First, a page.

And considering their background, it is no surprise.
The pair were born in Lancashire and unknown to each other, their parents uprooted them to Newquay where they later met.
With adventure in their blood, they travelled the world, earning a living by working in bars and restaurants.
They returned to the UK to have their children, but they soon got itchy feet.
Liz, 49, who grew up in Ashton, now details her journey through her blog It’s a Drama and reveals how it all began.
She says: “When I was seven, my parents, who were travellers themselves, decided to up and move to Newquay in Cornwall.
“My dad wanted his family to grow up by the sea and must have fancied the promise of sun, sand and a nice Cornish pasty.
“Unbeknown to us, at exactly the same time, in the same year - 1978 - my husband’s family, who lived in Mawdesley, had the same idea.
“They too headed off for a new life in sunny Newquay.
“Fast forward ten years to the summer of 1988 and those same two Lancashire kids met at a Newquay night club.
“Discovering that we each originated from Lancashire, we hit it off instantly and along with many other things, we shared a love of travel, adventure, good food and wine.
“While our friends were spending money on hotels and package holidays, we preferred to put a cheap tent into the back of our beloved red Peugeot 205 and head off to some beautiful woods where we could camp, build a fire, cook camp food, drink wine and star gaze.
“We went all over Europe in our little car called Poo, which is French for amazing.
“She took us from the tip of the UK to the Greek island of Paros, all in one summer and usually on the dregs of her diesel tank.
“It was an amazing adventure. We spent three blissful months living under a tree in Greece, and it was while we were there we decided that rather than go back to the UK and settle down like most of our friends, we would work our way around the world, funding our travels.
“Driving home from Greece through Italy, we stopped for a few days in Verona, home to the famous Capulet house as mentioned in Shakespeare’s Romeo and Juliet. I sat and posed for a photo and Brian pulled out a little ring that he’d been stashing in his rucksack for the whole summer, and proposed to me.
“The next ten years saw us frying fish and serving cocktails in Greek tavernas, tiling bathrooms and pouring wine in France, guiding people down ski slopes and then returning to a 5-star chalet to cook a gourmet meal for 10 guests in Whistler, Canada.
“We had the time of our lives. We had no worries other than where to travel to next, and we had one adventure after the next.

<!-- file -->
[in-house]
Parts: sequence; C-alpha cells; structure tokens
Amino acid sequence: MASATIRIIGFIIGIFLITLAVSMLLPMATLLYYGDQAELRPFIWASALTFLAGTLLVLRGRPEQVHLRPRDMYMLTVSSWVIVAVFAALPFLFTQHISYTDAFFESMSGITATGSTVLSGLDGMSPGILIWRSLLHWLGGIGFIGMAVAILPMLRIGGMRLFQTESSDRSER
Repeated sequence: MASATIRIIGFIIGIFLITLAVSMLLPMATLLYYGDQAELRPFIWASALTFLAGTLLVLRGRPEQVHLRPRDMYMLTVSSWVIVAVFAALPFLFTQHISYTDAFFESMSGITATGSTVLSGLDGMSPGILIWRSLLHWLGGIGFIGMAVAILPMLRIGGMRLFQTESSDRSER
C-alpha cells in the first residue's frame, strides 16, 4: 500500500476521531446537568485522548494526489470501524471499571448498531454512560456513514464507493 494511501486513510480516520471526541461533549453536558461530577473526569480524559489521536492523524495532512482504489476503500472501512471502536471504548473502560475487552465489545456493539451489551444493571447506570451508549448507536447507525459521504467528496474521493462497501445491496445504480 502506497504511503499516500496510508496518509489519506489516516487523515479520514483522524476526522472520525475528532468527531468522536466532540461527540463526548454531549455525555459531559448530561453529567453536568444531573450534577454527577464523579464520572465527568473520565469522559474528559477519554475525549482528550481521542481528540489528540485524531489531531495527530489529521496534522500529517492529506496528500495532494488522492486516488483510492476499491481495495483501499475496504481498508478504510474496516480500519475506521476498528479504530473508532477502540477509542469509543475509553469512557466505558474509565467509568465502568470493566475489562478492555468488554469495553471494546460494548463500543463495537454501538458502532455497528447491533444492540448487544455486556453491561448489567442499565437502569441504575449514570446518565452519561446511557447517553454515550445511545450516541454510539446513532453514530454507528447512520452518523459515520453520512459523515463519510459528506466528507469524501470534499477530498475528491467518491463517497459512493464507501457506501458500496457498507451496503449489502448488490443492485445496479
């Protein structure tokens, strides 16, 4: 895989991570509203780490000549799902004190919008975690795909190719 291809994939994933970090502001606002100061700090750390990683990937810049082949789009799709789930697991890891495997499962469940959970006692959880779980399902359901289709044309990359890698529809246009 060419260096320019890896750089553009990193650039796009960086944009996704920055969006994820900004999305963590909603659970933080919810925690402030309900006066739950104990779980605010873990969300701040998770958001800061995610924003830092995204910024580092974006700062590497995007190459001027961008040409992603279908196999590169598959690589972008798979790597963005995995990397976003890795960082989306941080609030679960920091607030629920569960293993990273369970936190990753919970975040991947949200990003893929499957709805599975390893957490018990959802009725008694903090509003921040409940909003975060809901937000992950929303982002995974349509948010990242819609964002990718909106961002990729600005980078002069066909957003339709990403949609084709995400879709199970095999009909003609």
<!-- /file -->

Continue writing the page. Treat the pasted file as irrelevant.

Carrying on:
“We weren’t wealthy, but we were time and freedom rich.
“As I approached my 30s, my biological time started to sound like a massive grandfather clock.
“I began to dream of having a family and settling down. We were also keen to start our own business.
“We had found ourselves to be very popular hosts amongst our Canadian chalet company guests and so decided to return to England and try our hand at running a cafe.
“We bought a cheap little greasy spoon in Bath and over the next four years transformed it into a beautiful, chic cafe.
“In 2001, our first baby was born - a little boy, Sonny.
A few years later in 2004, Tessa, our daughter, joined the party.
“Because I wanted to spend every hour I could with my babies, we sold the cafe and Brian started a property development company.
“Brian did all of the major work as he is a multi-talented tradesman and I would often take the children round to whichever house it was we were doing up and let them play in the garden, while I quickly slapped a coat of emulsion onto the walls or lay some turf.
“Having this kind of business meant we had lots of time to travel with our young family.
“We took advantage of this freedom, taking the family back to explore Canada and America.
“One year, we imported an American fifth wheel (it’s like a gigantic caravan that hitches onto the back of a truck), and we drove it around most of Europe. It wasn’t a patch on our old girl Poo but all the same, we had a wonderful, if not very different, time.
“By 2008, we were very much encased into family life.
“We lived in a beautiful house in an expensive city. As you can imagine, this brought with it a hefty mortgage and very high bills.
“I had to go and get a job, so I started another cafe, and Brian was working all the hours under the sun in his own heating business. “We realised that we were living to work, not working to live.
“We felt trapped by school restrictions and financial pressure. Living in Bath felt claustrophobic.
“We longed for the days of freedom and adventure, of space. Of making do with what we had, rather than needing more and more to make us happy.